Adapted from his earlier successful short of the same name, Destin Daniel Cretton’s feature Short Term 12 tells the story of a 20-something supervising staff member of a foster care facility and the troubled relationships which fill her life. We caught up with Destin at the London Film Festival to try and discover the formulae for his filmmaking emotional math equations and sign up for his first date questions service.

Short Term 12 (2013)

Short Term 12 is told through the eyes of Grace, a twenty-something supervisor at a foster-care facility for at-risk teenagers. Passionate and tough, Grace is a formidable caretaker of the kids in her charge – and in love with her long-term boyfriend and co-worker, Mason.

But Grace’s own difficult past – and the surprising future that suddenly presents itself – throw her into unforeseen confusion, made all the sharper with the arrival of a new intake at the facility: a gifted but troubled teenage girl with whom Grace has a charged connection.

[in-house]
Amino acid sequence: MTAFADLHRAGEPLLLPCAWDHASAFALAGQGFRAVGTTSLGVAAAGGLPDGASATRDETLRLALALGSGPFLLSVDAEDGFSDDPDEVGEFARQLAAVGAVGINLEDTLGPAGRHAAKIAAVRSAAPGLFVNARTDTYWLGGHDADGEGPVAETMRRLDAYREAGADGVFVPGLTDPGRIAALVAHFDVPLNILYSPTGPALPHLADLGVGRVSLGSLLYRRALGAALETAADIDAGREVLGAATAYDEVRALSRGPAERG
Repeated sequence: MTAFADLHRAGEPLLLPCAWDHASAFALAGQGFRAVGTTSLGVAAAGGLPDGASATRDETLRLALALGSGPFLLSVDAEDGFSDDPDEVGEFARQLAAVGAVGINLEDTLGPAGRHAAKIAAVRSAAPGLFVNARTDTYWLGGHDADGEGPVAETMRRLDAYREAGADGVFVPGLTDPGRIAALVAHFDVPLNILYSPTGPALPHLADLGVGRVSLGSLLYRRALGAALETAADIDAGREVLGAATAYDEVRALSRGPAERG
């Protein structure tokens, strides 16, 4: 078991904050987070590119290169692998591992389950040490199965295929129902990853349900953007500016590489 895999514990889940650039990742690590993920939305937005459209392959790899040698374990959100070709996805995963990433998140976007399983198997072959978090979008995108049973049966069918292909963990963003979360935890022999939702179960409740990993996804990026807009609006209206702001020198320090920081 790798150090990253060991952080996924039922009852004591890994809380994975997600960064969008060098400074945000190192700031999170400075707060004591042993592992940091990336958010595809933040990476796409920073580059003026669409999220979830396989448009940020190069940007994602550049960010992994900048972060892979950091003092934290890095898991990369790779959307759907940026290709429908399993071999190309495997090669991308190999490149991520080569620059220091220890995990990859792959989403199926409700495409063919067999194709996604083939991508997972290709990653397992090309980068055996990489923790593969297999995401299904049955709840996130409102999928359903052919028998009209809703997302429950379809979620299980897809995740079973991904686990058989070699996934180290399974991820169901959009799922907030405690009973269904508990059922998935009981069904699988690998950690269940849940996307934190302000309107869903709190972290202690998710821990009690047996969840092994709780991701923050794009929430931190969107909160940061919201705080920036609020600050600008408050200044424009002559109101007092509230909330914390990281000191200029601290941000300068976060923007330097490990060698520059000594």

I didn’t make the short as a calling card or as a way to turn it into a feature.

3 Responses to DN LFF2013: Short Term 12 – Destin Daniel Cretton

  1. George Johnson says:

    This movie stank.
    It failed on all levels in telling a worthwhile story.
    The characters were vapid, shallow, cliche, boring, blank voids of nothing.

    The main “Void filled with nothing” character the camera irritatingly focuses upon, squanders over 65 minutes of the movie by speaking very sparse dialog with the dull kids. It goes nowhere, does nothing.
    You can destroy 60 minutes of the 90-minute movie and zero amount of the plot will be lost. It is that vapid, shallow, and dull.

  2. MarBelle says:

    Sorry to hear the film didn’t connect with you.

    I thought Destin did a great job of building believable relationships and also showing how Grace’s person damage pushed her to go that extra mile for the kids in her care.

  3. Casey Kearns says:

    This is an absolutely wonderful film! I watched intently all the way through and cannot say enough about the excellent way each character’s story is told–not overbearing but nuanced. The stories told aren’t full of giveaway predictability and keep you empathizing and guessing about the outcome. Little things like the dolls, the rap song, the shark story… leave you knowing and able to understand the pain…beautiful.

Leave a Reply